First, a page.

Friday, October 23, 2009

Cleaning walls 101

Wende asked me how I clean my walls.

She asked me to break it to her gently, if elbow grease was involved.
I'll try to be gentle: but when you take pride in shooting from the hip, it can seem as though "gentleness" exists in another universe. (And preferably one without grease and dust and other unpleasantness.)

The most important thing when cleaning is what you cleaning. Not the dirt: but the surface underneath the dirt. That's why door and window trim is panted in gloss and semi-gloss paint: the shinier the surface, the easier it is to clean. It's also why I don't use flat paint on any of my walls and why I should have used oil paint on the kitchen cupboards instead of latex. (The latex has worn and chipped over the years with repeated swipes. Enamel would have stayed out).

Tools needed:

rubber gloves
Hot, hot water
bucket or bowl for the water
step ladder
a cleaner, preferably in a spray bottle, if possible.

The most thorough way to wash the walls is to wash them as though you were going to paint them. TSP is a fantastic cleaner, in my opinion and I may need it, yet. You can find it wherever you find painting supplies. (Except New York City. I believe it has been banned there. I don't know why.)

I am merely washing my walls to clean them, however, so I'm using Method's all purpose cleaner in the spray bottle. Spray it on, work from the top down (to catch those pesky drip runs) and remove with a hot damp cloth. Rinse. spray. repeat.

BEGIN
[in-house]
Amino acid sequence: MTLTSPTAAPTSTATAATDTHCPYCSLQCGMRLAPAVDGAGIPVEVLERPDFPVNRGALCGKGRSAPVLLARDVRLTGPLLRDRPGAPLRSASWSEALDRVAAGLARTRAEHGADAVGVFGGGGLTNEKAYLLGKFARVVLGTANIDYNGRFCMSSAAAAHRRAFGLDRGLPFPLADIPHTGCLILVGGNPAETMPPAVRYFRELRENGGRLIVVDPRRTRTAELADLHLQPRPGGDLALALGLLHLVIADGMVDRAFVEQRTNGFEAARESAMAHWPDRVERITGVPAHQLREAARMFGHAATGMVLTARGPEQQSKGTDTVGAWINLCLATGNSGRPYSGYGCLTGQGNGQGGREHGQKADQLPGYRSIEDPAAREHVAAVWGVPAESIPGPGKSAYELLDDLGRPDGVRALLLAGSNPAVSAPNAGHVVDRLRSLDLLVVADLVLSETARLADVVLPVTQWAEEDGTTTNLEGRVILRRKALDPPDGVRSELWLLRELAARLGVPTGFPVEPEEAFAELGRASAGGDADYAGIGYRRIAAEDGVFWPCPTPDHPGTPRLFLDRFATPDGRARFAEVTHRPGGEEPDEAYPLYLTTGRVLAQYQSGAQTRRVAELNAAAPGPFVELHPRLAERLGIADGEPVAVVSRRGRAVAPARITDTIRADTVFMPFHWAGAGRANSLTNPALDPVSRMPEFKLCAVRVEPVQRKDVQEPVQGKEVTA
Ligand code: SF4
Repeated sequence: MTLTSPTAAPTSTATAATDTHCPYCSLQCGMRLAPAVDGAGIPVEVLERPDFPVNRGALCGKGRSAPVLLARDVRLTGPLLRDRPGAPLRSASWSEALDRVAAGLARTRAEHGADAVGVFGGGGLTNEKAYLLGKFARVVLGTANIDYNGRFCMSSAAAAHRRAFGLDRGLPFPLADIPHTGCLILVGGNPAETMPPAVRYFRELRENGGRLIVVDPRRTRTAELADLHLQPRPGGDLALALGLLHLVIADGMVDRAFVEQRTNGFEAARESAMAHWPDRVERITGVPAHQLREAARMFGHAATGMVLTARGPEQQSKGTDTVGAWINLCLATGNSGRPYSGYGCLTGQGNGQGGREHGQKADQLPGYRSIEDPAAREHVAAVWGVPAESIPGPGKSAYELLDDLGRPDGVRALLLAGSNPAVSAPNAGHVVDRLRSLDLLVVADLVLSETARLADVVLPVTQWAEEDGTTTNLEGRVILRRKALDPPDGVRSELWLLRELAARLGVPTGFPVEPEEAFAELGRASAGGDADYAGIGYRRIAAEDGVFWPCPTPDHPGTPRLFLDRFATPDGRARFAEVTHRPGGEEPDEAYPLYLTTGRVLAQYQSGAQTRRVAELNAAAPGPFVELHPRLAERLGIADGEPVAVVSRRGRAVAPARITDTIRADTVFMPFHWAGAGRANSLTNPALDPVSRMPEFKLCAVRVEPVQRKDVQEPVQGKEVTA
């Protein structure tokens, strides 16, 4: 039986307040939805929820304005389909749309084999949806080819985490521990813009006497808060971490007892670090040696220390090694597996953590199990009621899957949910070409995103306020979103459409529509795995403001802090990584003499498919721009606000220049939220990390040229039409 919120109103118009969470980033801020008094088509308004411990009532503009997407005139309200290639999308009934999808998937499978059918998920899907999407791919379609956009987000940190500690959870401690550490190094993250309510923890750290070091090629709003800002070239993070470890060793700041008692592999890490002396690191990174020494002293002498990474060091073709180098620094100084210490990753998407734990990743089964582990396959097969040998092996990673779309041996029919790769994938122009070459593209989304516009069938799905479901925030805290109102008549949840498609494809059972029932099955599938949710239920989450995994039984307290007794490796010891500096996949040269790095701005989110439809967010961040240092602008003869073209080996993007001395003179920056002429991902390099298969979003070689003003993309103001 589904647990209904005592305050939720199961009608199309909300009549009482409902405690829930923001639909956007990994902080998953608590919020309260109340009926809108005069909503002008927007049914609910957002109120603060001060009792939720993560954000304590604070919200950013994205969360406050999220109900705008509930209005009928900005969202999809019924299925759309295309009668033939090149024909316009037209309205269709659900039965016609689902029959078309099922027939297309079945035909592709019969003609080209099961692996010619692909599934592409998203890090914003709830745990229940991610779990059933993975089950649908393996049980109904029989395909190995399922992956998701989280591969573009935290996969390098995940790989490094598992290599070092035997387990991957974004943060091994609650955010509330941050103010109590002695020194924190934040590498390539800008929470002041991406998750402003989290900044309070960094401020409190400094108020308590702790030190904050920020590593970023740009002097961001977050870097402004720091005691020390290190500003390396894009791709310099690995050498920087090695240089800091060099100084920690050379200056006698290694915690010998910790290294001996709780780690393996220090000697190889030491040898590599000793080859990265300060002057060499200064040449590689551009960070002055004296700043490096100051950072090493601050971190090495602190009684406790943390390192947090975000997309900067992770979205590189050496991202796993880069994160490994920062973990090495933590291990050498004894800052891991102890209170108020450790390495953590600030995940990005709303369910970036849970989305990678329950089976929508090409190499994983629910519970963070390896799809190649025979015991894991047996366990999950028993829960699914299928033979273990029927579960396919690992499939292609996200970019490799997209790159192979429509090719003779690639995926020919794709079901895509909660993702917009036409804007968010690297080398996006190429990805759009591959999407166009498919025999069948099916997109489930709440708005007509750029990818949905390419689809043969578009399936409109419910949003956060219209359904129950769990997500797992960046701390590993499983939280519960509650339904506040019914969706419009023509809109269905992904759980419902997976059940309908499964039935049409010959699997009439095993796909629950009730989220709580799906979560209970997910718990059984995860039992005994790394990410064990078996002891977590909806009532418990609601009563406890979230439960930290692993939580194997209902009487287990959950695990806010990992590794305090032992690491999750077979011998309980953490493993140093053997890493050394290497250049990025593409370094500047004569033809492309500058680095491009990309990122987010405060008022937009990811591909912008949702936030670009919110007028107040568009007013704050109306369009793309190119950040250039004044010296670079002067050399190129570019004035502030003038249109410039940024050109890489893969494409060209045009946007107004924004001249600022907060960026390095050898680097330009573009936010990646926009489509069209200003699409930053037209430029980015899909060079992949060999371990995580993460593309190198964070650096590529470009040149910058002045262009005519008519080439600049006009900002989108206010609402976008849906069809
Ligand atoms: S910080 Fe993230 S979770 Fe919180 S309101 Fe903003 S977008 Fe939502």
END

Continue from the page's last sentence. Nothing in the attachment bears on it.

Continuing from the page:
For the tops of the doors and doorways (a particularly greasy, dusty mess) I am using dish soap. I just squirt it directly from the bottle onto the surface, then I take a nylon scrubber and have at it until it's clean.

My son went through a disgusting period of picking his nose and then wiping his hand on the wall. Most of it is gone: but it took me a while to figure out how to remove it. When I finally tackled it, it was years old. What finally removed it? WD40. Spray it. Leave it to sit for a bit. Get a paint scraper and remove it. Wash as usual.

If the problem is uric acid, as it may be when your toilet is too close to your wall, use vinegar for your first effort. I had a very anal boyfriend once who would fasten sheets of plexiglass to these walls in every apartment he moved into just so they would be easier to clean. I have got to the point with respect the the upstairs bathroom where I'm strongly considering it. (I suppose that's why bathrooms have tiled walls.)

I hope that helps.
And I hope I was gentle.


drwende said...

Well done! I'll see if I have the intestinal fortitude to tackle my kitchen walls on Saturday now.

Your instructions have three great merits:
(1) No orders to go buy a huge container of some obscure, expensive, and probably organic cleaner.
(2) No orders to create anything in a bucket with vinegar.
(3) No pulling punches on the fact that it's necessary to scrub.

Mella DP said...

Thanks, that's oddly helpful - my cat sometimes does something that can only be described as Projectile Sneezing, so I, um, sort of have a similar problem.

drwende said...

And this worked extremely well on the cabinets and not too badly on the walls -- which are heavily textured AND painted with FLAT paint. Who paints a kitchen -- particularly the wall behind the sink and stove -- in flat? (Ironically, the living room is semi-gloss.)

Alana in Canada said...

Wende--Heavily textured? That's weird. And flat paint, to boot. You have great fortitude.

And Mella, I hope that little tip helps. When I thought to include it, I was only thinking about the different sorts of cleaners I've used on my walls. I hope it does the trick.

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